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Enough with This 'Spy Game'

If you're following Twitter, you've noticed a great deal of Democrat/Deep State chatter hinting darkly at Russian involvement in the election of Donald Trump, his business dealings with Putin's regime, and the alleged penetration of the administration by Russian agents or agents-of-influence. Now, one former spy has had enough:

According to former Vice President Biden, there’s been an on-going investigation into the alleged connections between Trump and Russia. All of us should take heart in knowing that the system is functioning exactly as designed.

However, some of America’s spies are deciding that that’s not enough. For reasons of misguided righteousness or partisan hatred, they’ve taken it upon themselves to be judge, jury, and executioner. They have prosecuted their case in the court of public opinion, with likeminded media outlets such as CNN, The New York Times, and the Washington Post serving as court stenographers.

Elected by no one, responsible only to each other, these spies have determined that Trump is guilty of high crimes and misdemeanors. Days ago, they delivered their verdict. According to one intelligence official, the president “will die in jail.”

 

As I wrote the other day, the Deep State empire of former Obama administration officials, former members of the intelligence community, and gullible reporters is trying to overturn the election and overthrow the government by peaceful means, via a whispering campaign, with sinister mutterings about "rumored Kremlin ties." That there's so far absolutely nothing to back it up hasn't seemed to dissuade them. But maybe it should:

In the culture of America’s spies, you live and die by a set of rules. One of them is a sacred pledge of allegiance to the constitution and commander in chief. Spies may not like a president or their policies but they must salute their leader nonetheless. If they cannot, they are told to resign.

Spies also take a vow of secrecy, specifically to keep classified information hidden from anyone who doesn’t have an authorized need to know. It’s a commitment one keeps for a lifetime. And should that vow be violated, the consequences are dire. Prison time. Colleagues and informants killed. Enemies emboldened. The country less safe.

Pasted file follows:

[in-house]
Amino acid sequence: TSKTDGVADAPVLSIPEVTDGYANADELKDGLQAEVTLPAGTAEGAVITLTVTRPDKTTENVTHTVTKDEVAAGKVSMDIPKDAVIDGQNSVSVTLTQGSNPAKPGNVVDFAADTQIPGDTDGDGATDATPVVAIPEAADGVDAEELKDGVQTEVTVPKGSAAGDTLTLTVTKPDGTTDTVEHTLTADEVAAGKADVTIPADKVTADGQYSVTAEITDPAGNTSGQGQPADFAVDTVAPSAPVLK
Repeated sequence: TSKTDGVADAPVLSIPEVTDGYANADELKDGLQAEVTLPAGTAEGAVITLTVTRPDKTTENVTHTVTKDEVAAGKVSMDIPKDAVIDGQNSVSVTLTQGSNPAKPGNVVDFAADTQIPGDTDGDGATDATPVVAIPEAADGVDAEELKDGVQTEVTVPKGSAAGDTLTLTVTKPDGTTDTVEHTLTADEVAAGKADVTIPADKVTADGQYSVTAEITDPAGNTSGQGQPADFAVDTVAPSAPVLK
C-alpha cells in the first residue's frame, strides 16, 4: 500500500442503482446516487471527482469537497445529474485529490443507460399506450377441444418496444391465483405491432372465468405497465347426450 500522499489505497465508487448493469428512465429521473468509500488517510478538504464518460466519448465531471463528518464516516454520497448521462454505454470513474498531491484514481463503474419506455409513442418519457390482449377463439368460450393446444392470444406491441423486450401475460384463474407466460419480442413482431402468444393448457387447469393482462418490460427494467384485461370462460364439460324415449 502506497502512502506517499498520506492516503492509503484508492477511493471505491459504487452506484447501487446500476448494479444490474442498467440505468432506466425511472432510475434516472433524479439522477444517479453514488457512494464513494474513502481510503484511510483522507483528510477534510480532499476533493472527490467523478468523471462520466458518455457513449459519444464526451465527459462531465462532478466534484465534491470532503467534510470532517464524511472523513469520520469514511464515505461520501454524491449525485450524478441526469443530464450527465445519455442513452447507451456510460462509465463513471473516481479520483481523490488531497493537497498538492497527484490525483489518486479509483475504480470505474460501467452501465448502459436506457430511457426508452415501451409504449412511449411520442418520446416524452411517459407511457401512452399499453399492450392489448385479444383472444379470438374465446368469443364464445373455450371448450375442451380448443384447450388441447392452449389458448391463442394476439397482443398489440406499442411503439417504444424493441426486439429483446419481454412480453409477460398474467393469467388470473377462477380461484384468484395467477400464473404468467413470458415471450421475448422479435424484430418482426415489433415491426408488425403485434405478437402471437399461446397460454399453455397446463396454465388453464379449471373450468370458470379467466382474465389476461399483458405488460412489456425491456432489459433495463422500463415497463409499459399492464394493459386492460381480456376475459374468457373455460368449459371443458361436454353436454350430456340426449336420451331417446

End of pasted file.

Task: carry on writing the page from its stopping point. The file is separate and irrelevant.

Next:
Spies also accept and embrace a final rule: there must be an unbreakable wall between government workers and the democratic process. Why?

Because many spies have access to powerful tools that, if used improperly, could cause incredible damage to the nation’s stability. Accordingly, clandestine officers have a special covenant with the American people – codified by the Hatch Act – that limits their participation in politics.

During my time as a CIA officer, I quickly learned why all these rules were in place. I read people’s emails. I listened to phone calls. I recruited assets that told the dirtiest and most embarrassing of secrets. I came to realize that my power was both an awesome responsibility and, at times, wickedly seductive.

Some of us faltered in our commitments. I remember colleagues who believed themselves above the rules, conducting quiet investigations into cheating wives or ex-boyfriends. They were eventually discovered and rightfully thrown out. They had demonstrated an inability to handle the burden of power.

And that is precisely what we are experiencing today. The spies who are plotting against President Trump are breaking U.S. laws. They’re violating their oaths. And they’re committing treason to remedy (perceived) treason.

They likely don’t see it that way, of course. But, then again, neither did Aldrich Ames.